Or go to a farmer's market and ask how heavily they spray, if it's minimal, just give it a good washing and enjoy. 

I would rather eat local produce with minimal spraying than buy organic that took 10 days from picking to arrive at the grocery store.  The fresher the food, the higher the nutrients.

Try eating more vegetables in place of the grains. I started limiting grains years ago because I noticed my weight would increase when I'd eat them. You can still feel quite satiated when substituting vegetables for grains.   I enjoy sliced tomatoes or even left over cooked vegetables with my eggs in the morning instead of toast.

I usually eat burgers without the bun, but lettuce can be used in place of a bun or bread in sandwiches.  Most other things can be put on a bed of lettuce for a tasty salad. A soft tortilla can also be a replacement if you really it.  Saute cabbage, zucchini and other types of squash as a substitute for pasta.

Healthy Meat

They used to say that red meat would negatively affect your cardiovascular health. I would agree that beef from the grocery store is not the healthiest meat to eat and leads to inflammation.

However, experts now know that beef and other meats that come from organically fed or pasture raised (grass fed) animals are actually a good protein source.

Meat from animals raised in their natural environment are much healthier and they aren't routinely fed antibiotics and hormones. 

Cows graze on grass, their digestive system was not designed to eat corn.  

Meat from the grocery store comes from cows that are raised in crowed, confined animal feeding operations (CAFO).

They are fed mostly corn which is almost certainly to be GMO (genetically modified organisms) corn.

Cows raised like this are stressed, sick and can't thrive, consequently they are routinely given antibiotics and hormones. They are then processed and delivered to the grocer's meat counter for the consumer.

If you need help finding a good source for beef and other meats, try your farmer's market or the Local Harvest website.  When you do find a good source, go ahead and enjoy that burger or steak!

The same holds true for chicken.  The poultry sold in the store are raised from chickens that are raised in similar conditions. They never see the light of day, they are kept in crowded chicken houses and their feed is laced with growth hormones and antibiotics.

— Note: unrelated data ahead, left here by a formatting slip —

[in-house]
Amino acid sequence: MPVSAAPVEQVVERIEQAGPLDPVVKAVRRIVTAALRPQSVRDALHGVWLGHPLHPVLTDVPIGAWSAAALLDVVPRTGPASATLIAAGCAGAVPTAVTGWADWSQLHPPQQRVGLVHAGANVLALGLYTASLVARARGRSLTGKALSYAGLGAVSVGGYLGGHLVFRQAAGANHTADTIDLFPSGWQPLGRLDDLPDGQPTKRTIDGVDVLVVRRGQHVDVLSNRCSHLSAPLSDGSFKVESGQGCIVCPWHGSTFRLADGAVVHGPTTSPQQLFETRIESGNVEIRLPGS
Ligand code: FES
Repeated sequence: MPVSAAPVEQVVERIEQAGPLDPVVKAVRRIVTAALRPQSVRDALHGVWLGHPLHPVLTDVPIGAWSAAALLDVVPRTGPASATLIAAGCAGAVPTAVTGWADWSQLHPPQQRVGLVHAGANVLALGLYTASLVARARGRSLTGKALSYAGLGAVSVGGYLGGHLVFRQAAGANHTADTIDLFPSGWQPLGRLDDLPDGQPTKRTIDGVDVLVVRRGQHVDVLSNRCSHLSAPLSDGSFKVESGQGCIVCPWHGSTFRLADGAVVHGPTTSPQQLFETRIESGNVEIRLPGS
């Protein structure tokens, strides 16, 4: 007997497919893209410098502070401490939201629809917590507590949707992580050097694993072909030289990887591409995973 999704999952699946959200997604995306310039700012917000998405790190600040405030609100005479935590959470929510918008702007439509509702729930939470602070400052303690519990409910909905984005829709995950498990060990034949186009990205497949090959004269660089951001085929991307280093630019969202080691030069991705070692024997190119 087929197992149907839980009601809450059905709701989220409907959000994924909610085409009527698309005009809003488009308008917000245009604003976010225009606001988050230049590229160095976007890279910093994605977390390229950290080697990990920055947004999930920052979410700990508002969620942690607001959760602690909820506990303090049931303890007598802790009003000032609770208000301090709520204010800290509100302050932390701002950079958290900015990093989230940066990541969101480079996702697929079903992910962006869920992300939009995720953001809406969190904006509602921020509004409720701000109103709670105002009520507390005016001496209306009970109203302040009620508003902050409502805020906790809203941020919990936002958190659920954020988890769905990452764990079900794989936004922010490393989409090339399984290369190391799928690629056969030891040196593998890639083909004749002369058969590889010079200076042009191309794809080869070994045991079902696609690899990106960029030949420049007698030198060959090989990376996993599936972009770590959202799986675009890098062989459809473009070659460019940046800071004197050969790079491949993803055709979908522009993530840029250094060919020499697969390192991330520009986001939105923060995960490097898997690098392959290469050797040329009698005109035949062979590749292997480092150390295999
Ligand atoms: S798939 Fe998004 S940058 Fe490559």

If fish is your favorite, buy wild caught not farm-raised, for the similar reasons.  Of course there is always the risk of increase mercury from consuming too much fish.  Purchase wisely when buying fish. 

Eat Eggs and Butter!

Some things haven't caught up yet, according to the FDA, the recommended amount of fat needed per day is 10 percent. However, we are learning that most of us actually need 50-75 percent of our calories to come from the fats in our diets. So many body systems rely on fat to function properly.

Yes, eggs, butter and other high-quality fats (saturated and monounsaturated) from animal and tropical sources are good fat sources. Again, you're looking for organic or pastured animals raised in their natural environment. 

Personally, I love Kerrygold Pure Irish Butter It is so golden in color and absolutely delicious. Our Costco carries it at a very reasonable price.

I buy eggs from a local source as well. In a high quality egg you will notice that the yolks are darker, the whites are more firm and the shell is stronger. If you have a local farmer's market these should be pretty easy to find.

Most people know that olive oil is good for cardiovascular health but so is coconut oil and other nut and seed oils. I use coconut oil to bake with, saute my vegetables, cook my eggs, and pop my popcorn.

Avocados and nuts are also beneficial saturated fats that your body can easily use.

if you would like more detailed information on this topic, check out Dr. Mercola's article.

Other Resources

GMO Foods

Statistics About Heart Disease

Heart Health

Weston A. Price Dietary Guidelines

Artificial Sweeteners